(en) Cassini: NASA's suicide mission prompts global response

josh (josh@tao.ca)
Sun, 5 Oct 1997 10:31:41 -0400

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A handful of rich white men with very dangerous toys are willing to risk humanity to test out nuclear proliferation in space. In October, NASA plans to launch the Cassini space probe aboard a modified Titan rocket, containing 72 pounds of plutonium 238, the deadliest of substances, as fuel for a nuclear engine. Scientists have suggested that 1 pound, if evenly distributed in the air, would be enough to kill every human. Inhalling even one atom of this heavy radioactive isotope is a potentially lethal dose. NASA and DOE experts have claimed that accidents are impossible, though the rocket has only a 19 times out of 20 success rate, and the planned 'sling-shot' maneuver has never been tried. Even if the trip out of earth's gravity well is successful, it's planned trajectory is difficult and dangerous. NASA intends for the rocket to orbit Venus, then fly straight back at the earth, just miss it, pick up speed from the gravitational pull and then fly off towards Saturn, and its goal, the planet's largest moon, Titan. A severe accident in the upper atmosphere at either vehicle exit or flyby could result in it burning up and dispersing its fuel. A scarcely-reported Russian accident occured in 1996 in which a probe that was heading towards Mars, powered by less than one pound of plutonium, exploded high up and spread heavy and deadly plutonium oxides over millions of square kilometres. Health researchers have noted a world-wide increase in lung cancers as a result. A Cassini accident similar to the Challenger disaster would irradiate half of Florida, and one like Russia's might kill billions.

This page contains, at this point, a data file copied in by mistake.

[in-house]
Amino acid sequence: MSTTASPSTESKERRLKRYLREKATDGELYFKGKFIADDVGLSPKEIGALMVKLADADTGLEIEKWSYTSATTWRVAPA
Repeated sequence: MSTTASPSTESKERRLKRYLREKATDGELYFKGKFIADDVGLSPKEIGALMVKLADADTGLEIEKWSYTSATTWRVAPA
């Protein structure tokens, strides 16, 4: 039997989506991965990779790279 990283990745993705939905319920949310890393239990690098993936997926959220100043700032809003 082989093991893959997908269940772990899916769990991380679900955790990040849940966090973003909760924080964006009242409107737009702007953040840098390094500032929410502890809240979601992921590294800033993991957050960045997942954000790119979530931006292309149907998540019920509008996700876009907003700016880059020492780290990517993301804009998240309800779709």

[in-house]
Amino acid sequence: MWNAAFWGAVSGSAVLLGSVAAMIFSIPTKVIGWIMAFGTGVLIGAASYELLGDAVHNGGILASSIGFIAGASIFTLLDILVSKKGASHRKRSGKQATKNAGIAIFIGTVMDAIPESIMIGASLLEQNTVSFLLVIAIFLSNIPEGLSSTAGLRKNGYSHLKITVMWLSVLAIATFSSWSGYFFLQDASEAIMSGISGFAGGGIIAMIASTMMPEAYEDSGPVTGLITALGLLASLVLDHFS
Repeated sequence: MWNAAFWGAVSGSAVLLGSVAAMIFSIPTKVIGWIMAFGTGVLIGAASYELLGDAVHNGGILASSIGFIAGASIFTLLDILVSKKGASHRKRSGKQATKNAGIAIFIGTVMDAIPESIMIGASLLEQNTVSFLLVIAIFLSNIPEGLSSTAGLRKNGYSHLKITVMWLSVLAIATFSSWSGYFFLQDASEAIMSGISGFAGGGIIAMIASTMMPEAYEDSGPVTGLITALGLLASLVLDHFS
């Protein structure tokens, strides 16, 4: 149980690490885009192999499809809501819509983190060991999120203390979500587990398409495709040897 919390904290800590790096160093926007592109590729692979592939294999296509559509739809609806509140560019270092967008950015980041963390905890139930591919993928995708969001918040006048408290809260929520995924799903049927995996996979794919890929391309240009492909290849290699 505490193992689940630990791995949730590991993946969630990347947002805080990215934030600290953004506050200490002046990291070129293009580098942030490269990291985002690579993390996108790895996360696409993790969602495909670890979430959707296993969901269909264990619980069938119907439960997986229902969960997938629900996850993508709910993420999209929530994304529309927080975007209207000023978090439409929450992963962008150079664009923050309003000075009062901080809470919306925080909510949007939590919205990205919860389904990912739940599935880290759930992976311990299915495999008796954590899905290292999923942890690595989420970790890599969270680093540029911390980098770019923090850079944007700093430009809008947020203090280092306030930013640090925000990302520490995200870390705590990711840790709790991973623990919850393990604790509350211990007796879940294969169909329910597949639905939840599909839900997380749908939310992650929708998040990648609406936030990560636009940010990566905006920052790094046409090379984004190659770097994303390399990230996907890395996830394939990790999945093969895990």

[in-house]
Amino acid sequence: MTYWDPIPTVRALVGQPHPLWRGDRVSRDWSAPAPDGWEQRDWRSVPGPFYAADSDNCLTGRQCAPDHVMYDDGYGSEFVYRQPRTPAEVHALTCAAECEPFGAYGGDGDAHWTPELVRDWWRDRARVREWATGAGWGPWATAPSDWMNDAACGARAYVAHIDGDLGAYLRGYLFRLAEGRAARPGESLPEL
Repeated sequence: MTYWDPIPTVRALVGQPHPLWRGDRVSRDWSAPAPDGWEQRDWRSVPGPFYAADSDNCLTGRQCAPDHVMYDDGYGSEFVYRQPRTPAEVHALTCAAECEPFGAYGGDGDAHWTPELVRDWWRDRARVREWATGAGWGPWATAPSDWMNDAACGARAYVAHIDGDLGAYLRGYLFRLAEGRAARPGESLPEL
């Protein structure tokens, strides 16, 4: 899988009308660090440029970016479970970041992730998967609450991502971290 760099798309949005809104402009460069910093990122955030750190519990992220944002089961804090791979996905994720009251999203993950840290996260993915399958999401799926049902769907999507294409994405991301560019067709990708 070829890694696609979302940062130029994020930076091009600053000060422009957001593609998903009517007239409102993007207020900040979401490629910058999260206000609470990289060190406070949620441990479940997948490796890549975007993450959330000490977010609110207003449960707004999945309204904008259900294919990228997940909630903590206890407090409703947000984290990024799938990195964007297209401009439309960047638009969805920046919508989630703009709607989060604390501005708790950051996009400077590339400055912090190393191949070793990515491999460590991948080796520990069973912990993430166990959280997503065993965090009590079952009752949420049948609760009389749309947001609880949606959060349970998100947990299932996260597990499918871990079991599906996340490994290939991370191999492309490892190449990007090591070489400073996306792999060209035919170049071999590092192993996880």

Media coverage has been minimal at best, occasionally referring to the launch as 'controversial' while never mentioning the controversy. Why hasn't the public been notified of the risk? Why aren't alternative energy supplies being considered? Why is a better view of Saturn's moon worth risking all humanity?

But through independant and international federations of free media channels, the story has spread far and wide, provoking direct action around the globe. Networks of anti-nuclear-proliferation, environmental and human rights activists have organised ongoing civil disobedience actions, blockades, demonstrations and street theatres at US consulates and UN offices around the world. Within the US, strong opposition has mounted to NASA's suicide mission, with non-stop actions at the UN, court houses, Lockheed-Martin offices and plants, as well as the launch site itself. A 'shrimp-boat' blockade of the Cape Canaveral launch facility is planned for the day(s) of the launch, as boats accidentally straying too close to the coastal site have successfully delayed launches in the past. Networked social struggles continue to unite the movement for humanity and against neo-liberalism and blind-profit-agendas.

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